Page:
Sunday, February 26, 2017

Join us for dinner, socializing and a thought-provoking presentation at the Current River Community Centre.

The TBFN Annual Dinner Meeting will be held at the Current Recreation Community Centre on Sunday, February 26, 2017. Symposium 4:30 pm,  Supper 5:45pm. There will be a cash bar. Tickets will be $30.00 each and available at the November and January general meetings and on the TBFN website (online membership form) through PayPal.

Note - Tickets will not be available at the door. They must be purchased in advance.

The last day for purchasing tickets is Sunday, 19 February

Contact information for the dinner is Susan Robinson, email hitchcroft(at)shaw(dot)ca or phone 344-1739.

This year's guest speaker is Dr. Phil Fralick, Lakehead University, Department of Geology.

His topic is: 

Evolution of Earth’s Atmosphere from 1,500 to 3,000 Million Years Ago:  Evidence from Rocks in Northwestern Ontario

In the past people mostly took the Earth’s atmosphere for granted, that is until about forty years ago when papers speculating about the possibility of man-made global warming began to appear. Over the ensuing decades the fragility of our atmosphere has become apparent. In this talk we’ll go back in time to the early Earth and explore how the atmosphere we have today developed. In particular, the evolution of photosynthesis caused a cascade of changes to the atmosphere and ocean that stabilized Earth’s climate, after first causing the Planet to freeze for a few million years, and allowed multicellular life to evolve. Much of the research into these changes has been conducted in northwestern Ontario and this talk will discuss how the Precambrian rocks of the area have added significantly to the story of how the early atmosphere-ocean-biosphere system evolved.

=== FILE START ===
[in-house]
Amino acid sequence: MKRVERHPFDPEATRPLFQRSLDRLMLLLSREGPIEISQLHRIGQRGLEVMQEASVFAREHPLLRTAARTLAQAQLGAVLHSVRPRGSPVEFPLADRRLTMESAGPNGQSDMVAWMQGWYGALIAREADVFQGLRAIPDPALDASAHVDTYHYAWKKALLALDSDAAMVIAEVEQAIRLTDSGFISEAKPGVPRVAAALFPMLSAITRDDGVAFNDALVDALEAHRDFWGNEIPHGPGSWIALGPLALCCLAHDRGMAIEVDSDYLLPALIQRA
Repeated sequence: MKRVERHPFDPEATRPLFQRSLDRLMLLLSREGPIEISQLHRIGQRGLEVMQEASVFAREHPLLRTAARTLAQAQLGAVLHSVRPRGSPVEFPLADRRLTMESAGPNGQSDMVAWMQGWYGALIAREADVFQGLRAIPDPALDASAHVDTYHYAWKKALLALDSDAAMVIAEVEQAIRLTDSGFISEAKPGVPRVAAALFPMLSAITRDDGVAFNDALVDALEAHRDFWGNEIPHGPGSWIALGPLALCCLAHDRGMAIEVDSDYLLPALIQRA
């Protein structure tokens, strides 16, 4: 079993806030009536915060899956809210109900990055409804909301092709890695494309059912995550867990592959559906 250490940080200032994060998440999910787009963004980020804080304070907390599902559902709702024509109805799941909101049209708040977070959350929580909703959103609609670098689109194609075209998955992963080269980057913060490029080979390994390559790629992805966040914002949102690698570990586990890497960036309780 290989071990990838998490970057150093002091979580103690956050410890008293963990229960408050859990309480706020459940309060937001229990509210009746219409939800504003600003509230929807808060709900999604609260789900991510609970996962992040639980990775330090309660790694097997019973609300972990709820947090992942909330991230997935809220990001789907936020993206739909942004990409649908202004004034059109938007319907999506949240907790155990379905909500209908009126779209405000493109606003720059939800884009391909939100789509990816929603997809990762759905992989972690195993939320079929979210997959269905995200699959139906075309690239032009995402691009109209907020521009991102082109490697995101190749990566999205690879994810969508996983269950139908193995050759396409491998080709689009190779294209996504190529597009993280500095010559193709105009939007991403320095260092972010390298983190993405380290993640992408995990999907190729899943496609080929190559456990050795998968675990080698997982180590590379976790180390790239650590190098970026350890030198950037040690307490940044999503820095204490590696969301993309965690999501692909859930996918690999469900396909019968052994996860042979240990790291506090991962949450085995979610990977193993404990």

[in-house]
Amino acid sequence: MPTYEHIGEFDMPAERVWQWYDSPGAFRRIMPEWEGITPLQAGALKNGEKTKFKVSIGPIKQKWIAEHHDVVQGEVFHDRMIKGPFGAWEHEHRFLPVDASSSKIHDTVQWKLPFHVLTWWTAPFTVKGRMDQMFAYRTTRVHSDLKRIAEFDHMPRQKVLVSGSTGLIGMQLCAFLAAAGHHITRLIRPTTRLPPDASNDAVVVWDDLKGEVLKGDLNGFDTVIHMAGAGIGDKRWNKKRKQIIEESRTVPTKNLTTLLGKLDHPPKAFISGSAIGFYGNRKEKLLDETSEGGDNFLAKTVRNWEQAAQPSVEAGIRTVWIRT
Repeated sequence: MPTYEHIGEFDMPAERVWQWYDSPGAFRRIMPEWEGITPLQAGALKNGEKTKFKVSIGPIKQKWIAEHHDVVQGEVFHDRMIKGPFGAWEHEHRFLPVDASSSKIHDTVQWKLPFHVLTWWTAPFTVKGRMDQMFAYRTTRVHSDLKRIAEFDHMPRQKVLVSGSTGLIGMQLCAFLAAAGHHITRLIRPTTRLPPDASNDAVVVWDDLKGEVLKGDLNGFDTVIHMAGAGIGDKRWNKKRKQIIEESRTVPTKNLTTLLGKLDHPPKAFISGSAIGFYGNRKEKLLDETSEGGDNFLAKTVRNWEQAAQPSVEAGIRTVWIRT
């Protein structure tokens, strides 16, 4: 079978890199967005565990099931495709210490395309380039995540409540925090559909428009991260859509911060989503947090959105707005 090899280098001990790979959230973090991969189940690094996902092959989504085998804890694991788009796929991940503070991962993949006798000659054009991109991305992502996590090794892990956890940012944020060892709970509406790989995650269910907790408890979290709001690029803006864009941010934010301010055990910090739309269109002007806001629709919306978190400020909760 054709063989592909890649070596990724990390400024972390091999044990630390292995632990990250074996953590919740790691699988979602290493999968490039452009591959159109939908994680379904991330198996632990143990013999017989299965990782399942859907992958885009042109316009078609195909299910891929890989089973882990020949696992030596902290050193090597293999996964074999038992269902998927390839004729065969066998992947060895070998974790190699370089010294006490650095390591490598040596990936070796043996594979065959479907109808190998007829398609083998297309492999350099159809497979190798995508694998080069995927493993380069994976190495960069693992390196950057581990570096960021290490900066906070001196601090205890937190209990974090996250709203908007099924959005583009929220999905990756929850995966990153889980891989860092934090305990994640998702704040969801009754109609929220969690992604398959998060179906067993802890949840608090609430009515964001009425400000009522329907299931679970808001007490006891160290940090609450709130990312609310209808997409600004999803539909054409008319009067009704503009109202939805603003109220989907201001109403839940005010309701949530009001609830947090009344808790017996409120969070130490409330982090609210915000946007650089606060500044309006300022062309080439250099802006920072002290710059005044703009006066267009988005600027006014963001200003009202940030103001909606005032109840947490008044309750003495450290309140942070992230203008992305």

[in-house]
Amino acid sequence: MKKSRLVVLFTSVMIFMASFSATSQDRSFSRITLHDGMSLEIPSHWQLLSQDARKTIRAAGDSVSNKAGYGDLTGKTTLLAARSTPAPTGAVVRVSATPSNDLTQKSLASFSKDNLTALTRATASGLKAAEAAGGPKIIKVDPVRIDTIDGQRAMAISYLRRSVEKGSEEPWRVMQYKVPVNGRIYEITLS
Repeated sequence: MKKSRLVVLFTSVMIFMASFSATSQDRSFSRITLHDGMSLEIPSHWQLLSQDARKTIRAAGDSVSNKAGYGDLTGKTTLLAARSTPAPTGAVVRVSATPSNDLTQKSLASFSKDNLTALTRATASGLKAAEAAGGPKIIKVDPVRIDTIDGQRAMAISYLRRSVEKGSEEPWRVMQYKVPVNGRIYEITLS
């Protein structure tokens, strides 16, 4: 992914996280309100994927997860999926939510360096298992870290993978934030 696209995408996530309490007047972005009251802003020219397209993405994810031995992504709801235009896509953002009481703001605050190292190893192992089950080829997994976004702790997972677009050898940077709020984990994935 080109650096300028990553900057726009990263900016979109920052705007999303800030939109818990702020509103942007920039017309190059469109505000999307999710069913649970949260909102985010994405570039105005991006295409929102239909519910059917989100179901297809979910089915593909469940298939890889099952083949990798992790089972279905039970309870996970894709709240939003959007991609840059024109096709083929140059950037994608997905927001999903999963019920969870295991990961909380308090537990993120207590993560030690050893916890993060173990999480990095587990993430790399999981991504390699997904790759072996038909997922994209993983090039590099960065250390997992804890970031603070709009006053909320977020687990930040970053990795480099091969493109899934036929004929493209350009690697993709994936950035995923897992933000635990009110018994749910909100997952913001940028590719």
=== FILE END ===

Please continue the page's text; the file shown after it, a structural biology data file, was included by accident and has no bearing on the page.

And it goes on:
We’ll examine evidence for the first traces of photosynthesis in shallow water limestones from the Red Lake and Atikokan areas, investigate rocks from north of Lake Huron that show how a major increase in oxygen to about one percent of the atmosphere at 2,400 million years ago eradicated atmospheric methane and caused Earth’s temperature to crash, evaluate evidence in the Gunflint Formation underlying Thunder Bay that major submarine volcanism at 1,900 million years ago caused the ocean to become anoxic, and look at evidence from the red rocks in the Nipigon area that indicate the atmospheric oxygen level had risen to 4 percent by 1,500 million years ago.